David Cameron has survived his first significant foreign-policy trial, but he's done so by the skin of his teeth. Those to come will require statesmanship, not showmanship. His reaction to premature calls for Palestinian statehood will test whether he possesses it.

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Donald Trump's cartoon nuclear rhetoric draws on a culture of American jingoism

Senior Republicans avoided condemning Trump's incendiary speech, and some endorsed it. 

From recent headlines, it seems as though Donald Trump isn't content with his Emmy-by-proxy. The US president told the United Nations General Assembly this week: “The United States has great strength and patience, but if it is forced to defend itself or its allies, we will have no choice but to totally destroy North Korea.” Trump’s speech raised eyebrows for its bellicose tone, especially when contrasted with his predecessor’s endorsement of a war-averse approach. 

A widely circulated image of Trump's chief of staff John Kelly with his head in his hand might suggest that most listeners loathed the speech. But Trump said many outrageous things on the campaign trail and voters - at least a critical number of them - agreed. So how did his words go down at home? 

My contacts in international security were unwilling to go on the record condemning it. They were mainly Americans in their twenties, hoping for a government job one day, and fearful of saying anything that could be interpreted as "un-American".

The one person who would speak to me asked for their name to withheld. A former military analyst in the US Department of Defence, they told me that “the US has the military capability and legal responsibility to address threats to itself or allies". What Trump said, they suggested, should be seen in the context of the wider US institutions. "While Trump may have advocated for isolation in the past, the political and military forces he leads are built to enforce the adherence to international law and regional security," the former analyst said. "They provide a real counterweight to the bombast in Pyongyang.”

Trump's speech may have been colourful - his nickname for the North Korean leader Kim Jong-un, "Rocket Man", is a reference to Elton John’s mid-Cold War musical hit – but the speech should be seen as yet another reassertion of US military dominance. North Korea may boast of its Inter-Continental Ballistic Missile (ICBM) development,  but its arsenal is simply not well-equipped enough to present the same existential threat to the US that the USSR did at its peak. 

Rather than lacking comprehension, the analyst said of the speech: “Trump's rhetoric is intended to galvanise recognition that the current rules based order is threatened by North Korea's actions”.

Trump’s jingoism is not unique amongst the current American elite. Back in 1983, in his book, The Wizards of Armageddon, the liberal journalist Fred Kaplan characterised the hawkish US military strategy as simply ejaculating combative statements without a long-term plan. Kaplan quoted Herman Kahn, one of the early nuclear strategists, who called one proposal targeting the USSR a “war orgasm”.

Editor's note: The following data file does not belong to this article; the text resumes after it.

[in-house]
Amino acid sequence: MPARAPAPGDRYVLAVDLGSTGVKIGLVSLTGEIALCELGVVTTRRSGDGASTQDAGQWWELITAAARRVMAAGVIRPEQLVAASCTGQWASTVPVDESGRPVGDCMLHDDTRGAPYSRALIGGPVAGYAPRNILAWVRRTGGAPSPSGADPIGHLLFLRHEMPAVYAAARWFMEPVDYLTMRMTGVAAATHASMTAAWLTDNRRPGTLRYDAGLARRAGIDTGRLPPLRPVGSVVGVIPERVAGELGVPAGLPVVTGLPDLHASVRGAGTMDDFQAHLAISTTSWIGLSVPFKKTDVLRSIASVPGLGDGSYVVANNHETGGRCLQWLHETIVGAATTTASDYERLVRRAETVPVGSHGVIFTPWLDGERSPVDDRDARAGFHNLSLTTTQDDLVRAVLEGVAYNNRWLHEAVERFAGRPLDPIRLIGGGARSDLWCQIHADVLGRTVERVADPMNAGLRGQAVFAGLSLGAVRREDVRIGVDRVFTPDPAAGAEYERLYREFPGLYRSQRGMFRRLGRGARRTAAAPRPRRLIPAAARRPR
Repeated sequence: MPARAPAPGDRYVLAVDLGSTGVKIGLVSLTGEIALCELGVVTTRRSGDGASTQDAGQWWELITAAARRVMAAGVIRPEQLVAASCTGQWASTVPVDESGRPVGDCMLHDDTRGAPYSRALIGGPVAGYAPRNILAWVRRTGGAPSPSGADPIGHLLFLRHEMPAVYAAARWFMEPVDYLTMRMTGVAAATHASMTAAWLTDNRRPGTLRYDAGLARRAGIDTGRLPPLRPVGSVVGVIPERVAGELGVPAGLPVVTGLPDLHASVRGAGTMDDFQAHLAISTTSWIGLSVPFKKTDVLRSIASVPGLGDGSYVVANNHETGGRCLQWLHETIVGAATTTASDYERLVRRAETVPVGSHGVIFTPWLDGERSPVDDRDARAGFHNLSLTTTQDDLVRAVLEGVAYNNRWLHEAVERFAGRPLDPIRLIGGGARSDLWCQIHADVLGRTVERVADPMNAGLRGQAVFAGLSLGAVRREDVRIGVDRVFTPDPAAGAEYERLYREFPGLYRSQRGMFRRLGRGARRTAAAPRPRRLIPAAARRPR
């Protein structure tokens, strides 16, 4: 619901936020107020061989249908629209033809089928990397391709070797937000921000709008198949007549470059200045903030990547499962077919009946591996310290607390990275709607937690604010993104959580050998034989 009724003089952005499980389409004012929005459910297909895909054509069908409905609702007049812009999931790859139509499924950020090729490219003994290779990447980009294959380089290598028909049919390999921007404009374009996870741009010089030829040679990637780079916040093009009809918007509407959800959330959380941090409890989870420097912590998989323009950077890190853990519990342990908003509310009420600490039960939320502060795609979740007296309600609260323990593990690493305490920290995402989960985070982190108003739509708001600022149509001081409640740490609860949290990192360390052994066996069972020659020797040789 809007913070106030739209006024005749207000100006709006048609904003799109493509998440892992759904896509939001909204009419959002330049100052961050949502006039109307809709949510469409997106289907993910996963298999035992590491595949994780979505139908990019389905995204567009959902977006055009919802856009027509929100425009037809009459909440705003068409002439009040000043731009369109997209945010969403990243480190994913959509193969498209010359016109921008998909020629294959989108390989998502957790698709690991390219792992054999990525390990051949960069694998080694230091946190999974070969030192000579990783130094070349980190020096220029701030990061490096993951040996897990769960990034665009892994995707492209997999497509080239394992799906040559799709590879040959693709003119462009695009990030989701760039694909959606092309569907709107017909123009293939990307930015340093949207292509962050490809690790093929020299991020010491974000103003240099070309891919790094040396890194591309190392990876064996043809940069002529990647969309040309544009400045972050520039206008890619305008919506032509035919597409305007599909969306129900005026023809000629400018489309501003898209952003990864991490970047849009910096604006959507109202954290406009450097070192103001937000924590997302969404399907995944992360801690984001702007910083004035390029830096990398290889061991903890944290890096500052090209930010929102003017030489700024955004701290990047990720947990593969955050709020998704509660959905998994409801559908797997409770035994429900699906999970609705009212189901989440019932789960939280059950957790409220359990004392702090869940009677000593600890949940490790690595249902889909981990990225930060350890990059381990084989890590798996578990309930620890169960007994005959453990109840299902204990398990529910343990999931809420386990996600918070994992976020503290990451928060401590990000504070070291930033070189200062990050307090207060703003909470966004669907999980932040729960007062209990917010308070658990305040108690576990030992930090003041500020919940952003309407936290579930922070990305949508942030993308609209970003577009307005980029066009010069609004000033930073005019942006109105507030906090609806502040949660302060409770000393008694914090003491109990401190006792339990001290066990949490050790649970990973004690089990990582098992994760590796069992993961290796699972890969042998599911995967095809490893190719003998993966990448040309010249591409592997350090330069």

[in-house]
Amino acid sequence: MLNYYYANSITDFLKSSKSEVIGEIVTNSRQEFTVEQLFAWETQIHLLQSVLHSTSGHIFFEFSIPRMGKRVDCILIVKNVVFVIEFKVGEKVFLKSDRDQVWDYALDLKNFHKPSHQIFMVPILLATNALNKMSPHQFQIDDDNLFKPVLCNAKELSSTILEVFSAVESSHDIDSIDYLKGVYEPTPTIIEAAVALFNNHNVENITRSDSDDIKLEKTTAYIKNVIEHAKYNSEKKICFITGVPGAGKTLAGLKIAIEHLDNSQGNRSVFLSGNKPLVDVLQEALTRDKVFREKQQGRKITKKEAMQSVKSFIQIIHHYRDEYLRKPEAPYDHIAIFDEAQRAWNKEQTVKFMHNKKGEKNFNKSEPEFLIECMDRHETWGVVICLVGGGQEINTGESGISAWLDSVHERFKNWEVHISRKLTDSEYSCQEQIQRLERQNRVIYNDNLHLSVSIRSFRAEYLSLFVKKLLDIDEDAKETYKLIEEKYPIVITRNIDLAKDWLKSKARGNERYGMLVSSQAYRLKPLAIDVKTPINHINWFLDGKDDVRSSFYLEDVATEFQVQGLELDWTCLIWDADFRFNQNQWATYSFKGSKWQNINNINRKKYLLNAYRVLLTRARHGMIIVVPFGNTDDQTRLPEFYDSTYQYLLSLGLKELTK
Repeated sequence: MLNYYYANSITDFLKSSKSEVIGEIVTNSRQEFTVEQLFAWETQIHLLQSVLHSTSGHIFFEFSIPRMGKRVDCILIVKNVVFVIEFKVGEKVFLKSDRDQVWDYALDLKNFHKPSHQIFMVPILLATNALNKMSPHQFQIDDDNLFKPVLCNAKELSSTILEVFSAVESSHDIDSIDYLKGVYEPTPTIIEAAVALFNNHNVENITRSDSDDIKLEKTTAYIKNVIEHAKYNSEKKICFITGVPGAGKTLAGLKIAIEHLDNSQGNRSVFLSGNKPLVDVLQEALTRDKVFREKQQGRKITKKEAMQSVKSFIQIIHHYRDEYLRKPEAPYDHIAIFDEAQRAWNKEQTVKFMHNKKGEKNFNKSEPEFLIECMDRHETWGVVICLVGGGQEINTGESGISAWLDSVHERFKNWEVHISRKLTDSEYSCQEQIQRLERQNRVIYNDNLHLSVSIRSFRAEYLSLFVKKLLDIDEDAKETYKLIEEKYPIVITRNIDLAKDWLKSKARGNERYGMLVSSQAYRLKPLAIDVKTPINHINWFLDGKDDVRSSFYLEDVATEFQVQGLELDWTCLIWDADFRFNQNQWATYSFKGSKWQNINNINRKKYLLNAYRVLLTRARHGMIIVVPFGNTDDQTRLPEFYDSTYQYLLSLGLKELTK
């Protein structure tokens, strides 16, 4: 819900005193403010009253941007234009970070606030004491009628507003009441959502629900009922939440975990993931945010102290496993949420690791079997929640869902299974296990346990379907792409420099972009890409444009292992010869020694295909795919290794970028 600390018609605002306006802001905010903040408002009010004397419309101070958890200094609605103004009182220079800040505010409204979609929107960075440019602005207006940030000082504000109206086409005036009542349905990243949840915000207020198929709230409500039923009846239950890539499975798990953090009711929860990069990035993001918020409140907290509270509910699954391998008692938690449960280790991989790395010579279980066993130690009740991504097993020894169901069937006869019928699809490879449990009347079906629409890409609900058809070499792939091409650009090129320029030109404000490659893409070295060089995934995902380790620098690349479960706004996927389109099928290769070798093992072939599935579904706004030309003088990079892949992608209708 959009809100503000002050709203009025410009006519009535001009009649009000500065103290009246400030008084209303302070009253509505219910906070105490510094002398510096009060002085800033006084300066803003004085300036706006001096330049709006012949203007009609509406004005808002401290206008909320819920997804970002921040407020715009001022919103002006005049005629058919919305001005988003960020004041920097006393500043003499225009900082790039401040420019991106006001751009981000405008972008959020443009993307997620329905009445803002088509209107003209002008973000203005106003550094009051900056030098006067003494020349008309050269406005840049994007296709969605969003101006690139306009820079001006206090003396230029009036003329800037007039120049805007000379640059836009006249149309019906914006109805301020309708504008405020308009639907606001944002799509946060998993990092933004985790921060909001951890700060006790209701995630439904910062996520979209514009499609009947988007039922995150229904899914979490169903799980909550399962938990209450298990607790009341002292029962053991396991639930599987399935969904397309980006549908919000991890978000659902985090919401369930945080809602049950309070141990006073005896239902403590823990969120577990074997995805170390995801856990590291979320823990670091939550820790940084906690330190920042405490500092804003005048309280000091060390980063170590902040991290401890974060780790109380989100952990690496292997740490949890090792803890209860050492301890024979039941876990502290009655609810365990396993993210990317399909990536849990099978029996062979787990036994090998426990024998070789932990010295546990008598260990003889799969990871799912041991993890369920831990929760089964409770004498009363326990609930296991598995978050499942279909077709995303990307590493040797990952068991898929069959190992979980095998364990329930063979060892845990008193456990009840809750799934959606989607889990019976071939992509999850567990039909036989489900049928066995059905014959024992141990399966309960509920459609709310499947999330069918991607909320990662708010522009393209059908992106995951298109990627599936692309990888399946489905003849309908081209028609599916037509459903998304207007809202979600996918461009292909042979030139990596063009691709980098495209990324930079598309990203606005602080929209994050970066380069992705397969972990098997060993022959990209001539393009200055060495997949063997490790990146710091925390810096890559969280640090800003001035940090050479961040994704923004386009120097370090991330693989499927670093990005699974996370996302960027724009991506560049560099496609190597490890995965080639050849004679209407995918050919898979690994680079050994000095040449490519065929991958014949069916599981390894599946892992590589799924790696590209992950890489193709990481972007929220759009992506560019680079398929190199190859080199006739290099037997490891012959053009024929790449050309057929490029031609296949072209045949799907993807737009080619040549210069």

The US Senate recently passed a defence policy bill to increase military spending to $700bn, which includes $8.5bn for missile defence purposes. Overtly catastrophic language, meanwhile, has long been a staple of US foreign policy debates. In 2015, Trump's rival for the Republican presidential nomination, Ted Cruz, made headlines when he vowed to carpet-bomb Isis until he found out "if sand can glow in the dark". While most leading Republicans chose to stay silent after Trump's speech, a few, such as Paul Ryan and Rand Paul, publicly endorsed the message. Cruz, despite the rivalry, was among them. 

On social media, the American public are vocally divided. Some called for Trump to be denounced for his inflammatory speech, but others tweeted #MakeAmericaGreatAgain. Even some Trump sceptics agreed that the North Korea “nuclear summer” needed to be kept in check.

By contrast, overseas listeners have perceived the speech, and this administration’s foreign policy, as unnecessarily incendiary. Matt Korda, a Canadian research assistant on strategic stability at the UK-based Centre for Science and Security Studies,  told me: “Kim Jong-un perceives his nuclear weapons to be the only thing guaranteeing his regime's survival”.

“He will never give them up, no matter how much Trump threatens him," Korda added. “On the contrary: Trump's threat to ‘totally destroy’ the entire country (including millions of innocent and oppressed civilians) will only tighten Kim's grip on his nuclear weapons”.

The effects of Trump’s speech are yet to fully play out, but it is clear that his words have rallied at least a section of American society, and rankled everyone else. The Donald may seem to be mirroring the culture of nuclear recklessness his North Korean opponent helped to create, but this is also the kind of hostile and hyperbolic rhetoric which fuelled his rise to power. In reality, once Trump’s unpleasant vernacular is decoded, he can be seen to be echoing the same global view that has long pervaded the collective American consciousness. Trump's speech was not addressed at his UN doubters, but rather at his domestic fan base and his allies in the South Pacific. This is not a shift in US foreign policy - it is tradition with a spray-tan.

 

 

Anjuli R. K. Shere is a 2016/17 Wellcome Scholar and science intern at the New Statesman